Prozac Nation Fails as Mental Health Memoir

Annie Fields

Prozac Nation, by Elizabeth Wurtzel, is a memoir meant to highlight atypical depression in the 1990’s when antidepressants like Prozac, were just beginning to come to popularity. While living in a culture with an abundance of antidepressants, it is important to educate ourselves and gain a better understanding of what it was like when these drugs were just coming to the market. However, Prozac Nation was not able to accomplish this task.

Overall, I found the book Prozac Nation to be a fine read, but not impactful or memorable enough to be regarded as a classic or even as an important memoir in the realm of mental illness. 

Considering Prozac Nation was Wurtzel’s first book I believe she had no business writing a memoir. She needed to be more established as a writer before making a “woe is me” story. The decision to make Prozac Nation a memoir made Wurtzel seem arrogant and self-pitying. Her arrogance is demonstrated from a young age. Wurtzel recounts a story of being at summer camp and forcing all the girls in her cabin to listen to music she likes, getting upset when they didn’t enjoy it and getting even more enraged when they did like it. She believed that they could never understand artists like Bob Dylan, Bruce Springsteen and The Velvet Underground like she could. Her self-pity is most clearly displayed in her voice throughout the book and in its epilogue and afterword.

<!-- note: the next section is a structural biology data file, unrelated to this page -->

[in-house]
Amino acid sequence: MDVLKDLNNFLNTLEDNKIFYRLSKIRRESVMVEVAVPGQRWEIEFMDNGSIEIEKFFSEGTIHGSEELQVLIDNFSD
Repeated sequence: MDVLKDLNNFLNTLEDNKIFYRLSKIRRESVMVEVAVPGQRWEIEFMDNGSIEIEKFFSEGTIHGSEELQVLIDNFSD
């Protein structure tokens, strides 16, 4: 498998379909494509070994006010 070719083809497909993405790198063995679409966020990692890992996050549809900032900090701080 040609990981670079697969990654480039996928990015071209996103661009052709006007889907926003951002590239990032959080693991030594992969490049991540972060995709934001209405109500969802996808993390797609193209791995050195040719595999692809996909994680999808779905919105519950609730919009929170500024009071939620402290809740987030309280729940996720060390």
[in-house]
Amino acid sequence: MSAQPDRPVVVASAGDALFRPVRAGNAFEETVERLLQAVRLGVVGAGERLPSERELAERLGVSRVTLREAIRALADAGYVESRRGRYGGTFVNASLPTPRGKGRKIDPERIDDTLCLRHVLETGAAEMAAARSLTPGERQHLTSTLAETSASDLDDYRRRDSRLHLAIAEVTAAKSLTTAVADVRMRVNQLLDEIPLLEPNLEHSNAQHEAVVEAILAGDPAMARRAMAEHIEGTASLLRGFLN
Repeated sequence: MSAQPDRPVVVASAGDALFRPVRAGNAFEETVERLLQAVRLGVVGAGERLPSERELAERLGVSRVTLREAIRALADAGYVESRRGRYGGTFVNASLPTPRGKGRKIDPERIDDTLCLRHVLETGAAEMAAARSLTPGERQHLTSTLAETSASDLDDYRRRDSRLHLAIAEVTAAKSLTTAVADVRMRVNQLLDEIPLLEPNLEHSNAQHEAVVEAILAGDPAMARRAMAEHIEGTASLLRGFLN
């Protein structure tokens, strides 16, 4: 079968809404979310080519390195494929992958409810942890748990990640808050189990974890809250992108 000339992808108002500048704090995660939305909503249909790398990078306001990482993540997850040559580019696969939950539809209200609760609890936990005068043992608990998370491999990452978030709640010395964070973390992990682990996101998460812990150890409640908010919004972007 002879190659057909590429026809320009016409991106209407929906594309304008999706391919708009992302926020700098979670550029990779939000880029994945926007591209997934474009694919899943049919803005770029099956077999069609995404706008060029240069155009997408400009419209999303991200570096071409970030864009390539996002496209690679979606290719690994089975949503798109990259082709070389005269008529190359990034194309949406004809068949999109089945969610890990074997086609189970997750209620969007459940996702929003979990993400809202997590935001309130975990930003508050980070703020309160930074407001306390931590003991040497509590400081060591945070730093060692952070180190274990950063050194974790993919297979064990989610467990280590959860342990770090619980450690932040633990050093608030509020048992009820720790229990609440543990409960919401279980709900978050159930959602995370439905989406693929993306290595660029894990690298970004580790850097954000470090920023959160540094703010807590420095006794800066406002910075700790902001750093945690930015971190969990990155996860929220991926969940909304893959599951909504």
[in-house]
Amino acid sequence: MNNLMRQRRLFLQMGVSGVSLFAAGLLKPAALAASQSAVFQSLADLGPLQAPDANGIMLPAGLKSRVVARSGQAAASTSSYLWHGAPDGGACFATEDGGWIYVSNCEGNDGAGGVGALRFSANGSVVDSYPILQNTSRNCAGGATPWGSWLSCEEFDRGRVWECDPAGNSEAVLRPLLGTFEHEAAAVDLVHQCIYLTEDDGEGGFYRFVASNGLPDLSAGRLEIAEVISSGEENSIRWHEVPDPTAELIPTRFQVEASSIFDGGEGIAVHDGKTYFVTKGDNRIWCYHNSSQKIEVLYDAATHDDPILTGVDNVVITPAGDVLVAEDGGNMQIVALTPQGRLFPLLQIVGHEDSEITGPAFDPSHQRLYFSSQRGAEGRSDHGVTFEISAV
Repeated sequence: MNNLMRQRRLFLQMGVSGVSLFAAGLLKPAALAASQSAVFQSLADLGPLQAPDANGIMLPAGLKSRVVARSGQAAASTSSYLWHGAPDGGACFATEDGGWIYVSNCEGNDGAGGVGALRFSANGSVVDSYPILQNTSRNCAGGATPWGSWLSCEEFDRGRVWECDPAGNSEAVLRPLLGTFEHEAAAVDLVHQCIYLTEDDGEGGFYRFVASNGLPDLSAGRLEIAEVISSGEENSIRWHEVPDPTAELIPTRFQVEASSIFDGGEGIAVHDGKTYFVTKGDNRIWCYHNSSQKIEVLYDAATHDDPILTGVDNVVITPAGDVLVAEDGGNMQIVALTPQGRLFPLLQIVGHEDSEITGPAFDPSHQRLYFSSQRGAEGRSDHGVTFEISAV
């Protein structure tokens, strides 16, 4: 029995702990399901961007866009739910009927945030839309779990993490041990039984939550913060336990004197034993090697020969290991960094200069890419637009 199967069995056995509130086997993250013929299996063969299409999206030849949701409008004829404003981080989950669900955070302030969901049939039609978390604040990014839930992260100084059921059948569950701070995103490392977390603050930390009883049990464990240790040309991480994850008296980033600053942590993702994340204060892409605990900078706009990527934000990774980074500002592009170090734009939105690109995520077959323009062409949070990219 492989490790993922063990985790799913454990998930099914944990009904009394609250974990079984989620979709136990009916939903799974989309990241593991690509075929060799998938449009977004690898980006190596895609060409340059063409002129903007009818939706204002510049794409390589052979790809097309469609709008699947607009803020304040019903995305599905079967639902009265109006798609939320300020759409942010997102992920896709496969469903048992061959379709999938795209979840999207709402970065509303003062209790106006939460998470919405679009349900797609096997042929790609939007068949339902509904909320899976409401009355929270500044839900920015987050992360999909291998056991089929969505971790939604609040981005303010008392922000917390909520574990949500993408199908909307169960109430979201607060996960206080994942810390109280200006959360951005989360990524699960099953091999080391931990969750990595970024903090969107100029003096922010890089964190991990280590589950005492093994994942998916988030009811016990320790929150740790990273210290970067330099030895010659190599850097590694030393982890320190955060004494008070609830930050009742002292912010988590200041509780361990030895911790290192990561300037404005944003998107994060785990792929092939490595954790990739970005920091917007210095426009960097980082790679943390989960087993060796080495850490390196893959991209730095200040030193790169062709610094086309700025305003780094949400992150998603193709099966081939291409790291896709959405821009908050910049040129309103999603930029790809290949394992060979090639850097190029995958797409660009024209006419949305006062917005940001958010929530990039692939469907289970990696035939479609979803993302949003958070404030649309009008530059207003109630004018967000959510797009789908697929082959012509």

Wurtzel’s afterword in the newest edition of Prozac Nation in particular, made the author seem utterly self-absorbed, bragging about the courage she had to write a memoir, and comparing her importance to that of Kurt Cobain. She concluded her 2017 afterword by saying, “Sadly, Kurt Cobain will never get that far. Everyday I thank God that I did.” 

Another issue with this book was its painful redundancy. While this repetition could be rendered a stylistic device meant to demonstrate Wurtzel’s atypical depression, I ultimately believe that the book could’ve still highlighted symptoms of depression without becoming a chore to get through.

It seemed as though Wurtzel was never growing or coming to any meaningful conclusions, but rather redundantly restating claims she had already made. When potentially impactful claims were made, they felt forced and rushed. 

Overall, I can’t say that I would recommend this book. With a plethora of mental health

memoirs on the market, I don’t believe Prozac Nation has what it takes to stand out in the crowd.